What Is an Assembly Line?

If you're reading this article, there's a good chance that the computer or other device you're using was made on an assembly line. This is a manufacturing process that allows products to be mass-produced in a cost-effective manner. This process is used across many industries but is most certainly associated with the automotive world. But how does it work? And when did it start? Keep reading to learn more about how assembly lines work, the history of the assembly line, and how to determine when this modern-day wonder works.

Key Takeaways

  • An assembly line is a production process that divides labor by breaking up the manufacture of a product into steps that are completed in a pre-defined sequence.
  • Assembly lines were used in the late 1800s when workers used pulley systems to move products from one station to the next.
  • Ransom Olds used that system to manufacture his Curved Dash Oldsmobile.
  • Henry Ford created the first moving assembly line, combining Olds' idea with conveyor belts, to mass-produce the Model T in 1913.
  • The modern assembly line is used in many different industries, increasing output, cutting down costs, and boosting profits.

Understanding Assembly Lines

An assembly line is a production process that divides up the labor process. It breaks up the manufacture of a good into steps that are completed in a pre-defined sequence. Assembly lines are the most commonly used method in the mass production of products.

Assembly lines are able to reduce labor costs because unskilled workers could be easily trained to perform specific tasks. Rather than hire a skilled craftsman to put together an entire piece of furniture or vehicle engine, companies are able to hire a worker to only add a leg to a stool or bolt to a machine.

History of the Assembly Line

The assembly line drastically changed the way goods were manufactured. Prior to its introduction, workers would assemble a product—or a large part of it—in place, often with one worker completing all tasks associated with product creation. Assembly lines, on the other hand, have workers (or machines) complete a specific task on the product as it continues along the production line rather than complete a series of tasks. This increases efficiency by maximizing the amount a worker could produce relative to the cost of labor.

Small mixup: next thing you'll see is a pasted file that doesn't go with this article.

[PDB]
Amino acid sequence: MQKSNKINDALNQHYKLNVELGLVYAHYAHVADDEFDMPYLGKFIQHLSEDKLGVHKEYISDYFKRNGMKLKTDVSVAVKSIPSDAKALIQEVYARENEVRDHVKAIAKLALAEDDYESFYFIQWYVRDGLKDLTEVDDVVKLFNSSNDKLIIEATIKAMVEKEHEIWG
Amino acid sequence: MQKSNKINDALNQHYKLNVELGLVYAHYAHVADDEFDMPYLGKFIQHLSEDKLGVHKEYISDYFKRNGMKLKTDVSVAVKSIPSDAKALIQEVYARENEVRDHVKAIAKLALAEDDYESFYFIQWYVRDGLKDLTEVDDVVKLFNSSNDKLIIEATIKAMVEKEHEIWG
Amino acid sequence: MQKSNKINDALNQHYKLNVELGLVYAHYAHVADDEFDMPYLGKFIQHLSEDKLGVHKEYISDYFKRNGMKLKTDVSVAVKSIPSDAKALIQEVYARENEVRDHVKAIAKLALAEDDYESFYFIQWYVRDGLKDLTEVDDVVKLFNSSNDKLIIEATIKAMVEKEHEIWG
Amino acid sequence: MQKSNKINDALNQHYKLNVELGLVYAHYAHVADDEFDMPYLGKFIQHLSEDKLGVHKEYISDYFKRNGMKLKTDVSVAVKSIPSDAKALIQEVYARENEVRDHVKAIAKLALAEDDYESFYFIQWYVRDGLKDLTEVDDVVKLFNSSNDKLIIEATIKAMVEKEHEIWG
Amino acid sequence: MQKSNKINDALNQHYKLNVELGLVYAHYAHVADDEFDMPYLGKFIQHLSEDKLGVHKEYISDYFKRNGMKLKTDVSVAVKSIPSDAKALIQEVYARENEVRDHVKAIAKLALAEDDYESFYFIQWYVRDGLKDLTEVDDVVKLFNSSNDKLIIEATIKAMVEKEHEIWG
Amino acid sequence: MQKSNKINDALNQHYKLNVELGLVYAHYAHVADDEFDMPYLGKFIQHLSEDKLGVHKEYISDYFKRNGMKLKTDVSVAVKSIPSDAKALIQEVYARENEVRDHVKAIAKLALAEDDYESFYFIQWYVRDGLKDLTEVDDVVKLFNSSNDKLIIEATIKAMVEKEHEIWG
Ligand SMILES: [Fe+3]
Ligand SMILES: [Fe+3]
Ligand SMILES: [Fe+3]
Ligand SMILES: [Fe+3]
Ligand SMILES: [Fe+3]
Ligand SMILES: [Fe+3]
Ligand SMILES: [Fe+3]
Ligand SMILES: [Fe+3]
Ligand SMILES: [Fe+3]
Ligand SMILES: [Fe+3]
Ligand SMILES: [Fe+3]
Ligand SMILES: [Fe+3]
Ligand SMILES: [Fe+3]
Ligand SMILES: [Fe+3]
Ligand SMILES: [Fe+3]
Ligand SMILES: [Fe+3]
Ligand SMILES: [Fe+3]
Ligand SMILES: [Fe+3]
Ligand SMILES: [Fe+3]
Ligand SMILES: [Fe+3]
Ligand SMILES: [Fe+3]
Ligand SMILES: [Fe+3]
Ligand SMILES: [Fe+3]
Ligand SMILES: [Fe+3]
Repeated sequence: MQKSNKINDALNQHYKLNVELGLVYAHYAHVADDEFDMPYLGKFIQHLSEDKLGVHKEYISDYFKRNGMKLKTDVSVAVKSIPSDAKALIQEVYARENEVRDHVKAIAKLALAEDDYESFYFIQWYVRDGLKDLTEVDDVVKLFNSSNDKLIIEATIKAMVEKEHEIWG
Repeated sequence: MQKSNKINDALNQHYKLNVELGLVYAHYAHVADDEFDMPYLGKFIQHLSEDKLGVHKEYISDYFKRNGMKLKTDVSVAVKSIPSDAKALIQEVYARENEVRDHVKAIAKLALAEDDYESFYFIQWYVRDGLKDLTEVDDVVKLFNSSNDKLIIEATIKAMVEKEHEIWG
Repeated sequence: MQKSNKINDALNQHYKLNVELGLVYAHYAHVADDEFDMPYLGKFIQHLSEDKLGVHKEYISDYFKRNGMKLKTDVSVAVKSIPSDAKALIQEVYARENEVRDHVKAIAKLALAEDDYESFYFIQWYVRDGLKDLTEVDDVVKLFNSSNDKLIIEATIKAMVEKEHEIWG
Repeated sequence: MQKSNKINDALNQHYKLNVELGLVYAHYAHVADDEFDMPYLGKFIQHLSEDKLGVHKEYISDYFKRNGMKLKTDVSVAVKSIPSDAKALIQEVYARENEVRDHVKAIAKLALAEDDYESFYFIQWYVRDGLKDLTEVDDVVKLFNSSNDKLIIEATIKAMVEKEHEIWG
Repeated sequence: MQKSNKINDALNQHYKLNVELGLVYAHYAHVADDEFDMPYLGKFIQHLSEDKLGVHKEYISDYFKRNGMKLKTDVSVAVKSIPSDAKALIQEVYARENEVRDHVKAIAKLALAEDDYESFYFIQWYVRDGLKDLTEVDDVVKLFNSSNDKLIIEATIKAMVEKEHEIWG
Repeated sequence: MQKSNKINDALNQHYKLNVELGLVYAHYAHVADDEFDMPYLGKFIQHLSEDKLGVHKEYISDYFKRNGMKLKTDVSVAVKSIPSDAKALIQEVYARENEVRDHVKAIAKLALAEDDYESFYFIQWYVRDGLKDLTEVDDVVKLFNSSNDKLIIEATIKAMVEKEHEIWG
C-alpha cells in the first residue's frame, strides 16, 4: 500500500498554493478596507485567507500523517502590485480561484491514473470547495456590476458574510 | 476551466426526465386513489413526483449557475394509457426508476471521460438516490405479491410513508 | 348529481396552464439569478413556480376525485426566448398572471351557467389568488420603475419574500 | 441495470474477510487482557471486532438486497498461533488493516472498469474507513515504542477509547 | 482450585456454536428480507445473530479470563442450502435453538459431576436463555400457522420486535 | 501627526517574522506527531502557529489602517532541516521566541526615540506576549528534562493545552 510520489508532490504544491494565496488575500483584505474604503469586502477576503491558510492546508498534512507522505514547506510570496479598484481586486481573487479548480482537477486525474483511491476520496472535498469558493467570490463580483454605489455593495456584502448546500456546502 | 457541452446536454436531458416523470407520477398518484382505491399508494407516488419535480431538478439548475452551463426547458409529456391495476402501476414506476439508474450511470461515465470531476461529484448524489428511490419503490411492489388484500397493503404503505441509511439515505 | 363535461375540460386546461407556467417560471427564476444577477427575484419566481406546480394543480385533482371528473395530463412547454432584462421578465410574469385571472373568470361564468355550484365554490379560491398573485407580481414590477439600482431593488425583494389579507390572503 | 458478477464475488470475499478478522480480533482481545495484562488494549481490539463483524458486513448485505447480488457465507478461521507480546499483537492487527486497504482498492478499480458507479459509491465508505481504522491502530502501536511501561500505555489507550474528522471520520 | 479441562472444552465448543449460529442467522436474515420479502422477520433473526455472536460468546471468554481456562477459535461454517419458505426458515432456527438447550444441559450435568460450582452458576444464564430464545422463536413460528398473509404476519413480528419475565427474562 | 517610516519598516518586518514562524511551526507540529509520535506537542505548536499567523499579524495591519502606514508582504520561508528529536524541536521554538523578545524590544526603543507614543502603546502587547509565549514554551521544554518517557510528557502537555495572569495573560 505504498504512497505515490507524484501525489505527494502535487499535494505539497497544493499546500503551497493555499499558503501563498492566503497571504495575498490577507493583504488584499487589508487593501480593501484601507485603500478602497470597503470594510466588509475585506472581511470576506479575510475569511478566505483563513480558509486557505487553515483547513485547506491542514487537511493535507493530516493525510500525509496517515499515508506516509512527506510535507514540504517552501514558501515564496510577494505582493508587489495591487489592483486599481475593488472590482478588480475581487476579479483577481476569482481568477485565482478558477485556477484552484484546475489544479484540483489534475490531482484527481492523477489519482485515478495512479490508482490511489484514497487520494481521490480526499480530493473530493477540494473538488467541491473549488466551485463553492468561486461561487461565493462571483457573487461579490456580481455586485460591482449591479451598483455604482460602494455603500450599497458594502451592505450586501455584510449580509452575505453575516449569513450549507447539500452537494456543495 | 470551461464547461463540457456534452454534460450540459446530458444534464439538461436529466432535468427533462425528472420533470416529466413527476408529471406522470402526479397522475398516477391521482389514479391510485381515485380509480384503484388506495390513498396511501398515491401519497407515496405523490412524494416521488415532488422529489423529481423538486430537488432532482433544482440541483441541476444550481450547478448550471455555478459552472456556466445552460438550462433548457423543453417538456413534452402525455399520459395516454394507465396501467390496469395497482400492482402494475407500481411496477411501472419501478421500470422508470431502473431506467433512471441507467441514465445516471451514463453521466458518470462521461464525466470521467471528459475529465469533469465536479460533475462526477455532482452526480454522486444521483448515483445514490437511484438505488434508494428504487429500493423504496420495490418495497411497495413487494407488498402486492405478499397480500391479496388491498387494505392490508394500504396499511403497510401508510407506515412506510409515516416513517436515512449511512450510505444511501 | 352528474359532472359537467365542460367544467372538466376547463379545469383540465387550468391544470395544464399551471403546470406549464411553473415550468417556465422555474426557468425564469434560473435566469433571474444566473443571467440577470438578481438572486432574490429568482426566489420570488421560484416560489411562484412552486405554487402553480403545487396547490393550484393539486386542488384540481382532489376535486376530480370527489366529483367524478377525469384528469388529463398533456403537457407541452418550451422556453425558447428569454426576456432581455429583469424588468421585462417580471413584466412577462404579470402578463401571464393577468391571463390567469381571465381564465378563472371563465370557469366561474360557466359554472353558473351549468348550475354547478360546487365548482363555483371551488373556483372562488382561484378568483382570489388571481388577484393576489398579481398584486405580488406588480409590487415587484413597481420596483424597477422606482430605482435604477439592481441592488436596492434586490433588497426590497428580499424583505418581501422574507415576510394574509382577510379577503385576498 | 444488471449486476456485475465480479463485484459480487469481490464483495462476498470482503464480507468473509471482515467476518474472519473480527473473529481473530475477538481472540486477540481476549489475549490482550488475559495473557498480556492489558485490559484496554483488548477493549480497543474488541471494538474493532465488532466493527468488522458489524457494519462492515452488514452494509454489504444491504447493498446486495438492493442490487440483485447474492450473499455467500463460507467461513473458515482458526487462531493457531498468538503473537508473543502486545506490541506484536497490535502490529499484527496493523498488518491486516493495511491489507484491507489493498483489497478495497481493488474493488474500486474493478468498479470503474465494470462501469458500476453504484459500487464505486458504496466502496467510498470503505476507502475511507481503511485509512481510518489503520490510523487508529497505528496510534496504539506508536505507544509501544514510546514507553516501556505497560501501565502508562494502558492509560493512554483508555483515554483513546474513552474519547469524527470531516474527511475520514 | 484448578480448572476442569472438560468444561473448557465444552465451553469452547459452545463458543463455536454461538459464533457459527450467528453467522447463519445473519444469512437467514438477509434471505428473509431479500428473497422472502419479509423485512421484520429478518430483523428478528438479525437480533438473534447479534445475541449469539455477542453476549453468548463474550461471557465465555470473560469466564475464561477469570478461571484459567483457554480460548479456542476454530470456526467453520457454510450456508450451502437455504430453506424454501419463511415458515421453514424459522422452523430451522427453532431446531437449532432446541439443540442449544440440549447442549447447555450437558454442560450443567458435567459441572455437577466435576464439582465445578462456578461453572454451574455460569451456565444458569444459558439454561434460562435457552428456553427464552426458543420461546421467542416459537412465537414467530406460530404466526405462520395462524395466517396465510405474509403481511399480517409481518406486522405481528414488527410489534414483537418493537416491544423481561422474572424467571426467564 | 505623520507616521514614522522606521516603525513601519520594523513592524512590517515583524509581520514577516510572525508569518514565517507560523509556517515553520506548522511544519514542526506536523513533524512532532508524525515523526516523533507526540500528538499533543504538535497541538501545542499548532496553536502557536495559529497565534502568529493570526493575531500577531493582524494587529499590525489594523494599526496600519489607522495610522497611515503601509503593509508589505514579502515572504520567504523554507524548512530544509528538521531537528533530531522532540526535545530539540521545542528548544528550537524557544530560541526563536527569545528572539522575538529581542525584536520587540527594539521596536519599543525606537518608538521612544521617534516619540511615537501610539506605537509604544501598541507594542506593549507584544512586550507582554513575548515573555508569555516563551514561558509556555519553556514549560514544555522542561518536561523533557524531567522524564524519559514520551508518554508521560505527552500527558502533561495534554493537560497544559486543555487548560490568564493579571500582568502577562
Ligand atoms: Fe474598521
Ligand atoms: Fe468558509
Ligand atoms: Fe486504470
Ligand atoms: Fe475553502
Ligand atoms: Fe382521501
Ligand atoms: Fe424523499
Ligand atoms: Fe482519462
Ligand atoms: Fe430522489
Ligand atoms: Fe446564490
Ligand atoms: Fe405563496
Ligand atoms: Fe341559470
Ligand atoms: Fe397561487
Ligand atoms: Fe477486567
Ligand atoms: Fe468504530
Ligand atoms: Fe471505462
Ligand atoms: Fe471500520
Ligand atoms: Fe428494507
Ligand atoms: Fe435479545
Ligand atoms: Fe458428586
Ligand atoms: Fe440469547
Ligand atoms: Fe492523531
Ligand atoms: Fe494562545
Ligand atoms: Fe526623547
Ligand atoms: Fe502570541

Most people credit Henry Ford with the assembly line. But he wasn't actually the one who invented it. Assembly lines were used in the late 1800s by a variety of industries, such as meatpackers. These versions used pulley systems to move items over from one person to the next. The very first assembly line was created by another carmaker. Ransom E. Olds mass-produced the world's first automobile on an assembly line in 1901. He sold this car, a Curved Dash Oldsmobile, for a total of $650.

Ford took this idea and went even further by installing the moving assembly line in 1913. He was looking for a way to improve the production process and make it more efficient. Ford studied other industries, such as flour mills and slaughterhouses, which used conveyor belts to streamline the production process and implemented the idea into his manufacturing facility.

With a moving assembly line, his workers could stay in place without having to haul heavy items from one area to another. This process allowed Ford to mass-produce vehicles—the Ford Model T—cutting down the production time from half a day to a little over 90 minutes for a single car.

Ford's idea changed the manufacturing world. Although many industries still produce items one-by-one and by hand, assembly lines can be found throughout the world. Innovation led to the automated assembly line, which eliminated the need for human labor until the very end of the production process. Not only does this improve efficiency and higher production output, but it also lowered costs and production time. This, in turn, led to greater profits for companies and their workers.

Types of Assembly Lines

Assembly lines vary based on who uses them and for what purpose. They are commonly tailored to the products that are being produced. But the categories are generally divided into the following:

  • Automated: Instead of people, these assembly lines are mainly operated by and with the help of machine labor. The majority of assembly lines are automated.